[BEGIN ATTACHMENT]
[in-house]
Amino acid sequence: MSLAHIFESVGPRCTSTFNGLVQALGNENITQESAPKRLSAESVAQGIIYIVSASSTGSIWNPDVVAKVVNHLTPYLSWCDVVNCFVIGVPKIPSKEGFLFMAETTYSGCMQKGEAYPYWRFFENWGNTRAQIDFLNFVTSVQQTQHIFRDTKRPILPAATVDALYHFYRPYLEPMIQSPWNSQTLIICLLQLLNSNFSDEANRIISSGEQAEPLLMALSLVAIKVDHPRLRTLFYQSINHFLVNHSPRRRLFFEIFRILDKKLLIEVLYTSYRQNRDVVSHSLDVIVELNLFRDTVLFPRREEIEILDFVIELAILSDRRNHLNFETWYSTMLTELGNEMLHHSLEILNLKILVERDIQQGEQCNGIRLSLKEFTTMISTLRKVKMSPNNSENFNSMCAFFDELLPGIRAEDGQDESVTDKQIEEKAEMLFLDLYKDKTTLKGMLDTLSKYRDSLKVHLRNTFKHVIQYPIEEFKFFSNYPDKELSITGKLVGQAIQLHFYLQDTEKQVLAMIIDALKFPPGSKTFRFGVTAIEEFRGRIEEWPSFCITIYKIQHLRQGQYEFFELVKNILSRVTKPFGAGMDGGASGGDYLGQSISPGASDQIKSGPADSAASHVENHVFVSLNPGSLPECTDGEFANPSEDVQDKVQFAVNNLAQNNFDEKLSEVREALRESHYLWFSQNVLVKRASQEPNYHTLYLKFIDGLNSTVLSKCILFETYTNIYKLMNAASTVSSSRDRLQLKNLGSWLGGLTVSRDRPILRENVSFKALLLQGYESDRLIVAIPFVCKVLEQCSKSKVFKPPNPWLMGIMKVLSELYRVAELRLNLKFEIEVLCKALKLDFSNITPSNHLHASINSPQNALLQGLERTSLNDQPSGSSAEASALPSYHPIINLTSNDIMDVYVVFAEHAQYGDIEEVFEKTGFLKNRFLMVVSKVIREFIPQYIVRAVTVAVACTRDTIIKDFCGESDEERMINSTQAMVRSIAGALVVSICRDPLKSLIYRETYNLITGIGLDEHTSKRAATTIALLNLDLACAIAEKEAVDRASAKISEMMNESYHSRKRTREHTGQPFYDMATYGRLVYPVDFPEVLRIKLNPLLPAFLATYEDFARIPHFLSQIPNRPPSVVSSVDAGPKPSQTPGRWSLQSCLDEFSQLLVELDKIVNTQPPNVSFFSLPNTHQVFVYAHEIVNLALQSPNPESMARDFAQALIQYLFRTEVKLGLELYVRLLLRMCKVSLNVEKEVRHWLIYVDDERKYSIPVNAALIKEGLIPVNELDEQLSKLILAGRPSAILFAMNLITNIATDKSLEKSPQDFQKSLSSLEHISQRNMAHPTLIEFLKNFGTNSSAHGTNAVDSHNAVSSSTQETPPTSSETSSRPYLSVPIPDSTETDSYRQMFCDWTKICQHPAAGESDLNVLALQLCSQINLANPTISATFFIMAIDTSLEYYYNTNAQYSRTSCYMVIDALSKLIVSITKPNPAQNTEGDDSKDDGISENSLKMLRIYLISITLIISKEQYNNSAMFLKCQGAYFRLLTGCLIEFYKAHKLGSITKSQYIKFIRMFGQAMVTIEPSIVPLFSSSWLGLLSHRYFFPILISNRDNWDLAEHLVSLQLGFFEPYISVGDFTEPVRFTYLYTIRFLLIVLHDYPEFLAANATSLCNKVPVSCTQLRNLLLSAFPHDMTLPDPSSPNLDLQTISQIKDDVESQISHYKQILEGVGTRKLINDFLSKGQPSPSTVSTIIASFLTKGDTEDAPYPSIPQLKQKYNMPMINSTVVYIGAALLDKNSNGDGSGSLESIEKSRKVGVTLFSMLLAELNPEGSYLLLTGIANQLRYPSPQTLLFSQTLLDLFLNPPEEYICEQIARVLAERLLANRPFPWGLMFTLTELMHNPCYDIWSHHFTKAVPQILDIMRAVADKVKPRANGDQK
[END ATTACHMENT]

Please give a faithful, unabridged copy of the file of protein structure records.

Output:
[in-house]
Amino acid sequence: MSLAHIFESVGPRCTSTFNGLVQALGNENITQESAPKRLSAESVAQGIIYIVSASSTGSIWNPDVVAKVVNHLTPYLSWCDVVNCFVIGVPKIPSKEGFLFMAETTYSGCMQKGEAYPYWRFFENWGNTRAQIDFLNFVTSVQQTQHIFRDTKRPILPAATVDALYHFYRPYLEPMIQSPWNSQTLIICLLQLLNSNFSDEANRIISSGEQAEPLLMALSLVAIKVDHPRLRTLFYQSINHFLVNHSPRRRLFFEIFRILDKKLLIEVLYTSYRQNRDVVSHSLDVIVELNLFRDTVLFPRREEIEILDFVIELAILSDRRNHLNFETWYSTMLTELGNEMLHHSLEILNLKILVERDIQQGEQCNGIRLSLKEFTTMISTLRKVKMSPNNSENFNSMCAFFDELLPGIRAEDGQDESVTDKQIEEKAEMLFLDLYKDKTTLKGMLDTLSKYRDSLKVHLRNTFKHVIQYPIEEFKFFSNYPDKELSITGKLVGQAIQLHFYLQDTEKQVLAMIIDALKFPPGSKTFRFGVTAIEEFRGRIEEWPSFCITIYKIQHLRQGQYEFFELVKNILSRVTKPFGAGMDGGASGGDYLGQSISPGASDQIKSGPADSAASHVENHVFVSLNPGSLPECTDGEFANPSEDVQDKVQFAVNNLAQNNFDEKLSEVREALRESHYLWFSQNVLVKRASQEPNYHTLYLKFIDGLNSTVLSKCILFETYTNIYKLMNAASTVSSSRDRLQLKNLGSWLGGLTVSRDRPILRENVSFKALLLQGYESDRLIVAIPFVCKVLEQCSKSKVFKPPNPWLMGIMKVLSELYRVAELRLNLKFEIEVLCKALKLDFSNITPSNHLHASINSPQNALLQGLERTSLNDQPSGSSAEASALPSYHPIINLTSNDIMDVYVVFAEHAQYGDIEEVFEKTGFLKNRFLMVVSKVIREFIPQYIVRAVTVAVACTRDTIIKDFCGESDEERMINSTQAMVRSIAGALVVSICRDPLKSLIYRETYNLITGIGLDEHTSKRAATTIALLNLDLACAIAEKEAVDRASAKISEMMNESYHSRKRTREHTGQPFYDMATYGRLVYPVDFPEVLRIKLNPLLPAFLATYEDFARIPHFLSQIPNRPPSVVSSVDAGPKPSQTPGRWSLQSCLDEFSQLLVELDKIVNTQPPNVSFFSLPNTHQVFVYAHEIVNLALQSPNPESMARDFAQALIQYLFRTEVKLGLELYVRLLLRMCKVSLNVEKEVRHWLIYVDDERKYSIPVNAALIKEGLIPVNELDEQLSKLILAGRPSAILFAMNLITNIATDKSLEKSPQDFQKSLSSLEHISQRNMAHPTLIEFLKNFGTNSSAHGTNAVDSHNAVSSSTQETPPTSSETSSRPYLSVPIPDSTETDSYRQMFCDWTKICQHPAAGESDLNVLALQLCSQINLANPTISATFFIMAIDTSLEYYYNTNAQYSRTSCYMVIDALSKLIVSITKPNPAQNTEGDDSKDDGISENSLKMLRIYLISITLIISKEQYNNSAMFLKCQGAYFRLLTGCLIEFYKAHKLGSITKSQYIKFIRMFGQAMVTIEPSIVPLFSSSWLGLLSHRYFFPILISNRDNWDLAEHLVSLQLGFFEPYISVGDFTEPVRFTYLYTIRFLLIVLHDYPEFLAANATSLCNKVPVSCTQLRNLLLSAFPHDMTLPDPSSPNLDLQTISQIKDDVESQISHYKQILEGVGTRKLINDFLSKGQPSPSTVSTIIASFLTKGDTEDAPYPSIPQLKQKYNMPMINSTVVYIGAALLDKNSNGDGSGSLESIEKSRKVGVTLFSMLLAELNPEGSYLLLTGIANQLRYPSPQTLLFSQTLLDLFLNPPEEYICEQIARVLAERLLANRPFPWGLMFTLTELMHNPCYDIWSHHFTKAVPQILDIMRAVADKVKPRANGDQK